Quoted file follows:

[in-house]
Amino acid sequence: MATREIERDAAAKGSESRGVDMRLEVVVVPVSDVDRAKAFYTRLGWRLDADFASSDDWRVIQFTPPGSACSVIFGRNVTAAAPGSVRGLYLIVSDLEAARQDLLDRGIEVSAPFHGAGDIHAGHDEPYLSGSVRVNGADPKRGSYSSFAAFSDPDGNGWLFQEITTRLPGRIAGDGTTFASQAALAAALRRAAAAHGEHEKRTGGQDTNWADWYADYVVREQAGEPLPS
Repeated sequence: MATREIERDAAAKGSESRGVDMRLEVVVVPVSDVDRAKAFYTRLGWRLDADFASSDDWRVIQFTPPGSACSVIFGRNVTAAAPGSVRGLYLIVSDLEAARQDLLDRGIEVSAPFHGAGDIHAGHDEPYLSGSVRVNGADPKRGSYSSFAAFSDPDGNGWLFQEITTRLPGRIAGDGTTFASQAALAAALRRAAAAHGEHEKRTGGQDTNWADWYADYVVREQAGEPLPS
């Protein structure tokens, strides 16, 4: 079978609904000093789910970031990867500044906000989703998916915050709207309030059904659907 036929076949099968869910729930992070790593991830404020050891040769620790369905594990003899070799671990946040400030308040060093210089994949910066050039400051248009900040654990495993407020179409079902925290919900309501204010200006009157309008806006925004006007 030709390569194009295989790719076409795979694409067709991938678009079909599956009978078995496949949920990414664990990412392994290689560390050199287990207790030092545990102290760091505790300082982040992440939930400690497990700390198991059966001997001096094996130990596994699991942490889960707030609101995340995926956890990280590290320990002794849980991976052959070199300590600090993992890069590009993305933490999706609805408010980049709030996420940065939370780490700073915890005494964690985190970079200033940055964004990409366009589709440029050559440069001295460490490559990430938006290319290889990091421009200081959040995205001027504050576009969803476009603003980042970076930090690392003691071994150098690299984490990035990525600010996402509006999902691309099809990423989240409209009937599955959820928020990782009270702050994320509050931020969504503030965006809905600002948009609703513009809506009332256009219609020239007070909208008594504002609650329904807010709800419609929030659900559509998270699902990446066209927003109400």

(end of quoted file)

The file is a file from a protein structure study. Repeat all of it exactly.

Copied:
[in-house]
Amino acid sequence: MATREIERDAAAKGSESRGVDMRLEVVVVPVSDVDRAKAFYTRLGWRLDADFASSDDWRVIQFTPPGSACSVIFGRNVTAAAPGSVRGLYLIVSDLEAARQDLLDRGIEVSAPFHGAGDIHAGHDEPYLSGSVRVNGADPKRGSYSSFAAFSDPDGNGWLFQEITTRLPGRIAGDGTTFASQAALAAALRRAAAAHGEHEKRTGGQDTNWADWYADYVVREQAGEPLPS
Repeated sequence: MATREIERDAAAKGSESRGVDMRLEVVVVPVSDVDRAKAFYTRLGWRLDADFASSDDWRVIQFTPPGSACSVIFGRNVTAAAPGSVRGLYLIVSDLEAARQDLLDRGIEVSAPFHGAGDIHAGHDEPYLSGSVRVNGADPKRGSYSSFAAFSDPDGNGWLFQEITTRLPGRIAGDGTTFASQAALAAALRRAAAAHGEHEKRTGGQDTNWADWYADYVVREQAGEPLPS
């Protein structure tokens, strides 16, 4: 079978609904000093789910970031990867500044906000989703998916915050709207309030059904659907 036929076949099968869910729930992070790593991830404020050891040769620790369905594990003899070799671990946040400030308040060093210089994949910066050039400051248009900040654990495993407020179409079902925290919900309501204010200006009157309008806006925004006007 030709390569194009295989790719076409795979694409067709991938678009079909599956009978078995496949949920990414664990990412392994290689560390050199287990207790030092545990102290760091505790300082982040992440939930400690497990700390198991059966001997001096094996130990596994699991942490889960707030609101995340995926956890990280590290320990002794849980991976052959070199300590600090993992890069590009993305933490999706609805408010980049709030996420940065939370780490700073915890005494964690985190970079200033940055964004990409366009589709440029050559440069001295460490490559990430938006290319290889990091421009200081959040995205001027504050576009969803476009603003980042970076930090690392003691071994150098690299984490990035990525600010996402509006999902691309099809990423989240409209009937599955959820928020990782009270702050994320509050931020969504503030965006809905600002948009609703513009809506009332256009219609020239007070909208008594504002609650329904807010709800419609929030659900559509998270699902990446066209927003109400």